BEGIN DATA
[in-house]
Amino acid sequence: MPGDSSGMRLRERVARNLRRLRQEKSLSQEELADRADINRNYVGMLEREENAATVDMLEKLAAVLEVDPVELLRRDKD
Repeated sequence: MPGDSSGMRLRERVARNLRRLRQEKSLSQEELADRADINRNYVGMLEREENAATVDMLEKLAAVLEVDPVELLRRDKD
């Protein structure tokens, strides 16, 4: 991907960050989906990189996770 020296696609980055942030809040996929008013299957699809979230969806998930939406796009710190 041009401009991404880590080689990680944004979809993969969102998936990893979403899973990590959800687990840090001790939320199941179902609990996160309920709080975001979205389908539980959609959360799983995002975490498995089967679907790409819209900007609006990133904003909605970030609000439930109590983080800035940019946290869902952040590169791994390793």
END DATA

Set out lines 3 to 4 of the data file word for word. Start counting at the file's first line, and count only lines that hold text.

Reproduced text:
Repeated sequence: MPGDSSGMRLRERVARNLRRLRQEKSLSQEELADRADINRNYVGMLEREENAATVDMLEKLAAVLEVDPVELLRRDKD
């Protein structure tokens, strides 16, 4: 991907960050989906990189996770 020296696609980055942030809040996929008013299957699809979230969806998930939406796009710190 041009401009991404880590080689990680944004979809993969969102998936990893979403899973990590959800687990840090001790939320199941179902609990996160309920709080975001979205389908539980959609959360799983995002975490498995089967679907790409819209900007609006990133904003909605970030609000439930109590983080800035940019946290869902952040590169791994390793």